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Office Location

440 Huntington Avenue
466 West Village H
Boston, MA 02115


Elin Carstensdottir is a PhD student studying game user research and interactive narrative at Northeastern University’s College of Computer and Information Science, advised by Professor Magy Seif El-Nasr. Elin’s research focuses on game user research and user experience design, specifically for interactive narrative systems and game interfaces. Her research has included work on virtual conversation agents, and human behavior simulations among other topics. She is in the Playable Innovative Technologies Laboratory and has worked on several game user research related projects in addition to conversation agent research. She is interested in examining the various ways specific design elements of interactive narrative interfaces and mechanics in video games impact the player experience. Elin earned her bachelor’s degree in computer science from Reykjavik University in Iceland.


  • BSc in Computer Science, Reykjavik University – Iceland

About Me

  • Hometown: Akranes, Iceland
  • Field of Study: Game User Research, Interactive Narrative
  • PhD Advisor: Magy Seif El-Nasr

What are the specifics of your graduate education (thus far)?

Thus far I have worked on a variety of different projects, such as building a non-verbal behavior model for a virtual conversation agent which combined a personality trait theory and theatre methods.

Another project focused on evaluating user experience in games meant to crowdsource solutions for software verification. Currently, I am working on user experience and game design for an interactive narrative social skill training platform, as well as using crowdsourcing methods to create content for that platform.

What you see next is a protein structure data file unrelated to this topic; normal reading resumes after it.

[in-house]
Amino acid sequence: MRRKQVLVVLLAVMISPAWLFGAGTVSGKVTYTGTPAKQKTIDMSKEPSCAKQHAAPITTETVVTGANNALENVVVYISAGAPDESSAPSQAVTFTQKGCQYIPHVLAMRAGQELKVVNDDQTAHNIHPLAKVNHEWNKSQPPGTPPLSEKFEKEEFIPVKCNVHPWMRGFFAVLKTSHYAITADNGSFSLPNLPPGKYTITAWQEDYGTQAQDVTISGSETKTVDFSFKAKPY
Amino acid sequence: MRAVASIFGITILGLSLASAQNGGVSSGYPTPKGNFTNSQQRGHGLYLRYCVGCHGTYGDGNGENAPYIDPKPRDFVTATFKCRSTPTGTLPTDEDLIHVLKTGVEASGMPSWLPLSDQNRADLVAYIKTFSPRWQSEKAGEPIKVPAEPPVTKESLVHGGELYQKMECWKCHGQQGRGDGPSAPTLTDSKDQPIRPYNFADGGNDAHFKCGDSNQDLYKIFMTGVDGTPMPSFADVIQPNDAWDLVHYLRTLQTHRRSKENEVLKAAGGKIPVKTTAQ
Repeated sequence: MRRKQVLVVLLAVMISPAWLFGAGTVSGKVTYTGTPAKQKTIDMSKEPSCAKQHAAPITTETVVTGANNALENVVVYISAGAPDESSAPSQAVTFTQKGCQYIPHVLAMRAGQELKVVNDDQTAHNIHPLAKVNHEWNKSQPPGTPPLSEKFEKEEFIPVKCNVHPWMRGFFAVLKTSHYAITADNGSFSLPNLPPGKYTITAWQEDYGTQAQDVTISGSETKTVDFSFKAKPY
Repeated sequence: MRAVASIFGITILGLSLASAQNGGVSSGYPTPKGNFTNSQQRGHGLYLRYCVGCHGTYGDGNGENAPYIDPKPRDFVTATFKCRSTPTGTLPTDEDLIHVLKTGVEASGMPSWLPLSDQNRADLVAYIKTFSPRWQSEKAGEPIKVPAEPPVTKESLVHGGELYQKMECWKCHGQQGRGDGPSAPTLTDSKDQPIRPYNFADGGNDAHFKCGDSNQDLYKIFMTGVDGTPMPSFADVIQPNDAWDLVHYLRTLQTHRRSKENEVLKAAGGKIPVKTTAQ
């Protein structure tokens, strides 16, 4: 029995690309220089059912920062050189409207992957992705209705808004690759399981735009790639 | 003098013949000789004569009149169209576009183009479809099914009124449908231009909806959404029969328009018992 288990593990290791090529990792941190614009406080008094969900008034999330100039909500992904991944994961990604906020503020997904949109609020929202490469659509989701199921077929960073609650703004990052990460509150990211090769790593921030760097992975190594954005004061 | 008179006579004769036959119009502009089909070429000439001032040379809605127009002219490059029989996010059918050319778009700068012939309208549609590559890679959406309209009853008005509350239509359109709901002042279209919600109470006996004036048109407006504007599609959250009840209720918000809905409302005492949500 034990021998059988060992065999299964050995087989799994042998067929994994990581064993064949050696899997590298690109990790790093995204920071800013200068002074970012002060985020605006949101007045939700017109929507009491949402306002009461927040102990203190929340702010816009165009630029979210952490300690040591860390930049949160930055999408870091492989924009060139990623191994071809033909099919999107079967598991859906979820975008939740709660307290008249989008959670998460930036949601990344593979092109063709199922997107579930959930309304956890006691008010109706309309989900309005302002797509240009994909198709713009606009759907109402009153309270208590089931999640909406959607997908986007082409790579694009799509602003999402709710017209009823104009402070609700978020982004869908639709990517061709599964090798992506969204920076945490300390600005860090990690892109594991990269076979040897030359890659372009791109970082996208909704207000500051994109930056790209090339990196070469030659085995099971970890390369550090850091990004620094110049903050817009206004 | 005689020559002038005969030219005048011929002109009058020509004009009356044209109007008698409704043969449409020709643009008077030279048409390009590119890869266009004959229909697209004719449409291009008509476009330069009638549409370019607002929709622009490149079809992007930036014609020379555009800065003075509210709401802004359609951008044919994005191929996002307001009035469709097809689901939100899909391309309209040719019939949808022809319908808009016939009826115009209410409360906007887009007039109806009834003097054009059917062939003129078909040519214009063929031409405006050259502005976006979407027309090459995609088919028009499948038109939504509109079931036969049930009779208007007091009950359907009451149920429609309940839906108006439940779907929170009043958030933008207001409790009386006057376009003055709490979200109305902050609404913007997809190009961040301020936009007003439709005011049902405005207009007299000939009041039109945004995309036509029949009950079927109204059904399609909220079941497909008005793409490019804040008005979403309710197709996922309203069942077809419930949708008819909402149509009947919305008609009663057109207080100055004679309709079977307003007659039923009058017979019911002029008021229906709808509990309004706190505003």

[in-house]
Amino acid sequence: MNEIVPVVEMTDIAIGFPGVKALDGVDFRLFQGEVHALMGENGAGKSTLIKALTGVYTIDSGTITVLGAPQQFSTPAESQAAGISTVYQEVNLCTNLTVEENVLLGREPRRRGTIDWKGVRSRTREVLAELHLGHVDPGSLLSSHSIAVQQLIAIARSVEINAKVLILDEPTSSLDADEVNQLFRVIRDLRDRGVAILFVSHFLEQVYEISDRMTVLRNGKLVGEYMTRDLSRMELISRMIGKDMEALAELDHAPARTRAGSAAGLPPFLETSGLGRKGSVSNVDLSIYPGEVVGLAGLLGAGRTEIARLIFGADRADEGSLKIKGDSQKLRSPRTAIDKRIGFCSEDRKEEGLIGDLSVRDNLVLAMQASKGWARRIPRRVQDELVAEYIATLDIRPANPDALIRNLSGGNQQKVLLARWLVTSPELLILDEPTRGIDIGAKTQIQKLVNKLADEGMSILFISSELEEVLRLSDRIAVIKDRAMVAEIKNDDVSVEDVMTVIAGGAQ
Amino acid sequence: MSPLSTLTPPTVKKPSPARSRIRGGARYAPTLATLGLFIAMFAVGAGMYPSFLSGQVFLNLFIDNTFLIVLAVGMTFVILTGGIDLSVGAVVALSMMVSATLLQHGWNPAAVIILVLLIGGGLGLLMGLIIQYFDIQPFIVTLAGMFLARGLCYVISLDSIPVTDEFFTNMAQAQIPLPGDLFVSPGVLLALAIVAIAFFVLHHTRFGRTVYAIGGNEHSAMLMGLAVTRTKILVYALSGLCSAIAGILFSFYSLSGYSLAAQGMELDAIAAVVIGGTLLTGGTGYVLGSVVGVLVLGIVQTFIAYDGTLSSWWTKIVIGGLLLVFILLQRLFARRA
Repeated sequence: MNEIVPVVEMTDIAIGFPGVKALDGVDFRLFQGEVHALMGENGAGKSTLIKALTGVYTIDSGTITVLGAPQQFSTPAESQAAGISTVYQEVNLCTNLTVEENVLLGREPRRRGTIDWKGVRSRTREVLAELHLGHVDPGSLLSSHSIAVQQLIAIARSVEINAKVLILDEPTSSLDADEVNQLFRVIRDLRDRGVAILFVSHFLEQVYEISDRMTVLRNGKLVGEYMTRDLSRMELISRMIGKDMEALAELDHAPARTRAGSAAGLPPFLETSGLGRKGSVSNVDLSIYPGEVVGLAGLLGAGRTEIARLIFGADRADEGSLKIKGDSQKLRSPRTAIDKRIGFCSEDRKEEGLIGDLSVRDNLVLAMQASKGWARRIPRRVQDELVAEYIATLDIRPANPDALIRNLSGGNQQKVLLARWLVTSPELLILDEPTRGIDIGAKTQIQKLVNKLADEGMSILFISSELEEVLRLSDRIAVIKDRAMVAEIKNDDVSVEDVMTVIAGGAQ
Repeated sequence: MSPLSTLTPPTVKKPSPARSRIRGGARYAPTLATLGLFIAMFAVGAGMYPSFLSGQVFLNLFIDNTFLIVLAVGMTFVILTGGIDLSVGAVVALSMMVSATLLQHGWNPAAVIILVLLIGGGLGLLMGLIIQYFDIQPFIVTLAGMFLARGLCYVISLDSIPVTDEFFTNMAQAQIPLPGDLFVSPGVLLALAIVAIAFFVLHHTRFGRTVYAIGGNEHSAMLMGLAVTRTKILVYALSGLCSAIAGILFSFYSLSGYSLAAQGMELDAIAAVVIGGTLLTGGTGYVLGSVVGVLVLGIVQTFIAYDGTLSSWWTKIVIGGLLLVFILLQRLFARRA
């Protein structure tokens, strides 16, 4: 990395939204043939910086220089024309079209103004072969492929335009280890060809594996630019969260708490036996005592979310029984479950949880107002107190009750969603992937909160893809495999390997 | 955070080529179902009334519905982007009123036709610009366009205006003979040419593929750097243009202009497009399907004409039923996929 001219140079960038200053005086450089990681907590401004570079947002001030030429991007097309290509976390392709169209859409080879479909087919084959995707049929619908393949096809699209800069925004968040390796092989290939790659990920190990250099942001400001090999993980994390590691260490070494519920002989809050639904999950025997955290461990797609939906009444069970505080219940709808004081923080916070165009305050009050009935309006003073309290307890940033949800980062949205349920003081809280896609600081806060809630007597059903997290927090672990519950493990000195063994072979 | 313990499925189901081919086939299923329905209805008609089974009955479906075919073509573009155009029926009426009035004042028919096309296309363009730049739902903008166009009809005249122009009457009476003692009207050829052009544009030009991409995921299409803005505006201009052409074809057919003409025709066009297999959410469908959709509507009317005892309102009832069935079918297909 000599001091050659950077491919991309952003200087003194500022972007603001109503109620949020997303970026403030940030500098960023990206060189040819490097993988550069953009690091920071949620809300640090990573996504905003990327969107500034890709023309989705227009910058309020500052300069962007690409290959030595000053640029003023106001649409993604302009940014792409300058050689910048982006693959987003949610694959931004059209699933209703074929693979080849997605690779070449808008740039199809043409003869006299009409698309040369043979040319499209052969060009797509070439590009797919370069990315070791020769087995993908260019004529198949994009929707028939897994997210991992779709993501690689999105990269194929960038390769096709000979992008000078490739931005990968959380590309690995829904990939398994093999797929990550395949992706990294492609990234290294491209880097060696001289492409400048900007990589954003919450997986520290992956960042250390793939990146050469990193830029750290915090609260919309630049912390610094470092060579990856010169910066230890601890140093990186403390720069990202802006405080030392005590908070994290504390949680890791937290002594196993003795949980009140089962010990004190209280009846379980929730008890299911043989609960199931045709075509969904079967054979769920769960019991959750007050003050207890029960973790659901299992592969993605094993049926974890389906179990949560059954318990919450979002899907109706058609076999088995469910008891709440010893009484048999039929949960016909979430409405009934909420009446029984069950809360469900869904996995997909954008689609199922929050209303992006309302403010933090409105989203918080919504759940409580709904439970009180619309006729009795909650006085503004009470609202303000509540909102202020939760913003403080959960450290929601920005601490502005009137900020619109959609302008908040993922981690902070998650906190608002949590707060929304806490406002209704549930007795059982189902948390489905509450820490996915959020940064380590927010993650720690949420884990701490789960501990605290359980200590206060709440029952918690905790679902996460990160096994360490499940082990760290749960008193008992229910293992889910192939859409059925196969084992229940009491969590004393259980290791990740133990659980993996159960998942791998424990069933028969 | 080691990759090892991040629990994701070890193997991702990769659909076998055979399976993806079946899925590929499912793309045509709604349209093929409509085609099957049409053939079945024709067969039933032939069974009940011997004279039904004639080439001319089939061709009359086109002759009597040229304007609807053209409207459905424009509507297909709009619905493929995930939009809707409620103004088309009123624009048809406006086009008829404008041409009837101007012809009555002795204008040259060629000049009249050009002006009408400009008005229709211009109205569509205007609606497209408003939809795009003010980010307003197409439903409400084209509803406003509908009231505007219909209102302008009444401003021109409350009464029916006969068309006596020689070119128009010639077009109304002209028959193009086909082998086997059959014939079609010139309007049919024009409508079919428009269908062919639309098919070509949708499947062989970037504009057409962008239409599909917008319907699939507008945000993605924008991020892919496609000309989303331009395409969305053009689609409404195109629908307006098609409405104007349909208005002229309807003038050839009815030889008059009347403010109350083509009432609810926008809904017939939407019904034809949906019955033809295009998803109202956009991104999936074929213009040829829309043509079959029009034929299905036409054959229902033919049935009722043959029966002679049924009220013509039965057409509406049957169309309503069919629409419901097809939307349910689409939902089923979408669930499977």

What are your research interests?

My focus is on game user oriented research questions for interactive narrative, in particular, those that pertain to how users interact with interactive narrative artifacts, and how this interaction impacts their cognitive state and understanding of the narrative content.

I started on this path when I was introduced to social behavior modeling while pursuing my undergraduate degree. Around that time, I started playing video games more frequently and my interests in modeling human behavior started to hone in on specific problems within games, which then led me to user experiences in interactive narrative.

What’s one problem you’d like to solve with your research/work?

I would like to figure out how games can be used more effectively as research environments in empirical research, both so that interactive artifacts can be designed in a more targeted manner, and experimental models can take better advantage of this aspect of games.

What aspect of what you do is most interesting?

Games research is ironically not as specialized as it may appear at first, there are many interesting and complex problems that arise due to the medium’s interactive nature. Games can also be used as a method of scientific exploration, for example for psychology and sociology experiments.

What fascinates me in particular is how the design of interaction within games influences experience and how this can lead to specific behaviors and cognitive states.

What are your research or career goals, going forward?

I want to continue exploring design considerations for human-computer interaction through video games.